This lesson addresses the effects of the Civil War on multiple populations. Students learn about the unprecedented scale of death and destruction, and what that meant for the country that needed to rebuild and heal at the end of the war. They also study the experiences of Americans who did not serve as soldiers. The varied roles of women, African Americans, and the people who cared for the wounded all provide students with an up-close and complex understanding of the meaning of war. Students also learn about longer term consequences of the war, including Lincoln’s assassination, as well as the physical destruction of much of the south. Moreover, they will come away with a picture of how warfare, and the country in general would never look the same after 1865 as the federal government took a vast new size and shape. This lesson also encourages students to understand the importance of perspective and complexity. It asks them to consider different people’s experiences and synthesize this information to make interpretations about the significance of the war. Specific literacy strategies help students make sense of multiple primary sources.
This lesson seeks to teach students about the history of the Ku Klux Klan and their prominence during the 1920s-1930s. Students will read different articles that explore the KKK and think broadly about the ways in which the KKK’s violent rhetoric and actions towards BIPOC (Black Indigenous People of Color) currently shape America’s political and social climate.
In this lesson plan, students learn about the history of the NAMES Project AIDS Memorial Quilt, discussing its purpose and impact. Students then create paper “quilt panels” for either themselves or loved ones to better understand how the NAMES Project is used to represent and honor people. Afterwards, students collectively reflect on the grieving process. They may engage in an extension activity, where they assemble their panels into a community quilt.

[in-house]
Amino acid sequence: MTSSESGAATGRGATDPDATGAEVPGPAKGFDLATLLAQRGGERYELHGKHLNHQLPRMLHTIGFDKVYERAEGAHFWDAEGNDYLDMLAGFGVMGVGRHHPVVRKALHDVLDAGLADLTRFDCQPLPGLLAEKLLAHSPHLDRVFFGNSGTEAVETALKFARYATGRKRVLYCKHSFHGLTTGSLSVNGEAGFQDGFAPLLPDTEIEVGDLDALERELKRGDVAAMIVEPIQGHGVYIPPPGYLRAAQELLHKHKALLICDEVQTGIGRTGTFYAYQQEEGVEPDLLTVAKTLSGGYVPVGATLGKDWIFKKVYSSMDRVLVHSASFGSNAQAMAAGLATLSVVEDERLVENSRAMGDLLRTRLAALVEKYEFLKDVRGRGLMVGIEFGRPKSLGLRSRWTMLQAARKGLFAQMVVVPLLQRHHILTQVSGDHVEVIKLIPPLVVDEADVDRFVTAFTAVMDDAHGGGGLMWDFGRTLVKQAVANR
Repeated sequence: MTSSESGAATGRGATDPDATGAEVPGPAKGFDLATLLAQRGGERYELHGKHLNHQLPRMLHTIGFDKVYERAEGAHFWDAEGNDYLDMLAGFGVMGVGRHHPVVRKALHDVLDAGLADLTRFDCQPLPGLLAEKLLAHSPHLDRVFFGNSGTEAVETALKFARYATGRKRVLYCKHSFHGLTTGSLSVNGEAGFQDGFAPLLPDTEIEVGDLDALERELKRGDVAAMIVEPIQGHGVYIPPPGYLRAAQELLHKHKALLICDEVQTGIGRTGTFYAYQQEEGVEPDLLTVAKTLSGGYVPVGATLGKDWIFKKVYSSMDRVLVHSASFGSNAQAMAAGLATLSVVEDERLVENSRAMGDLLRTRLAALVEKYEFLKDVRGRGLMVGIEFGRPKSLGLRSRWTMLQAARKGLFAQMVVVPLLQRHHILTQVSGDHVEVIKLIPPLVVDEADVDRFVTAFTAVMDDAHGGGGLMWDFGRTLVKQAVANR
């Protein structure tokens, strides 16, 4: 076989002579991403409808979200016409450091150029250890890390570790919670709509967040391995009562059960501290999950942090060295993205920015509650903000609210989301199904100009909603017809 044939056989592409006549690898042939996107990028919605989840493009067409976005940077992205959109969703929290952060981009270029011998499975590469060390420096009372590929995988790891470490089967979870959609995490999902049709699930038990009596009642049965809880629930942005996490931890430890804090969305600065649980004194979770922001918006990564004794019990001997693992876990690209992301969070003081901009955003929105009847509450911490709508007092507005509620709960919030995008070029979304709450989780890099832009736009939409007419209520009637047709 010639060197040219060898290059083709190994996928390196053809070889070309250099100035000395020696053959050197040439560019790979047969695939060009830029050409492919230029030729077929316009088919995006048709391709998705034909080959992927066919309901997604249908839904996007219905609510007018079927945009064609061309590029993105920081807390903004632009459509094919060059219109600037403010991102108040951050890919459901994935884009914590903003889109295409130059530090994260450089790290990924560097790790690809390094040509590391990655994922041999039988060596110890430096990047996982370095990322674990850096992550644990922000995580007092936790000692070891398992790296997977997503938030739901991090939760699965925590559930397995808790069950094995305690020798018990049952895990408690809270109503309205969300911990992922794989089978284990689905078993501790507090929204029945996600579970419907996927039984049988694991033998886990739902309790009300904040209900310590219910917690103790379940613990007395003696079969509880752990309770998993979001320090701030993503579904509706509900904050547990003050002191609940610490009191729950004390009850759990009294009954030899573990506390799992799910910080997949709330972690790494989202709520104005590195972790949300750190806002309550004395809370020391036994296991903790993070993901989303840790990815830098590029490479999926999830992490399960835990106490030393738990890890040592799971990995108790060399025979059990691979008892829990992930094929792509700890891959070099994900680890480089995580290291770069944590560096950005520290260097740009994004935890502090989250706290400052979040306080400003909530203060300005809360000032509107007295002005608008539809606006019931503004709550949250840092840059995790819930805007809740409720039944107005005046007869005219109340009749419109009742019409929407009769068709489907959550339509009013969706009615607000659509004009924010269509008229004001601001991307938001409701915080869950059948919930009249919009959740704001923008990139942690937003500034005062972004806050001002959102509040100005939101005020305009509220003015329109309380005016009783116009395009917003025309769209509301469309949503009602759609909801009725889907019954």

Bayard Rustin—a visionary yet largely unknown civil rights strategist, organizer and activist—is the subject of a compelling new documentary premiering on PBS on Martin Luther King Jr. Day (Monday, January 20). This guide is intended to introduce Rustin and encourage viewing and discussion of Brother Outsider, a 90-minute film produced and directed by filmmakers Nancy Kates and Bennett Singer.
This activity is designed as a fun and interactive way to raise students’ awareness of LGBT people and the contributions they made in the history of the United States. Students will learn about key events in the LGBT civil rights movement. Students will have an opportunity to create signs regarding these events to spread awareness throughout the school.
Not in Our Town Northern California: When Hate Happens Here looks at five communities that are dealing with hate violence. The film’s four segments focus on hate crimes that took place in these five communities between 1999 and 2004. Taken together, the stories reveal that whether the crimes are motivated by racism, anti-Semitism, or gender or sexual orientation, hate is the same.
In this lesson, students learn the provisions of the 14th and 15th amendments and the political forces supporting and opposing each. They will evaluate the agendas, strategies and effectiveness of Americans from underrepresented groups, including people with disabilities, in the quest for civil rights and equal opportunities and explore how laws uphold democratic ideals and how changes in laws accompany social change.
In this lesson, students learn to access, study and compare primary-source documents, to research and organize information and to plan, organize and execute a live performance.
In this lesson, students learn the definition of “hate” and how to use alternate words, discover and understand how national laws are made and apply that understanding to the concept of government protection.
This lesson provides an opportunity for middle and high school students to understand the Matthew Shepard and James Byrd, Jr. Hate Crimes Prevention Act, learn about how hate escalates, connect the understanding of the escalation of hate with Matthew Shepard and James Byrd Jr.’s murders and consider what young people can do in their schools and communities to prevent hate crimes.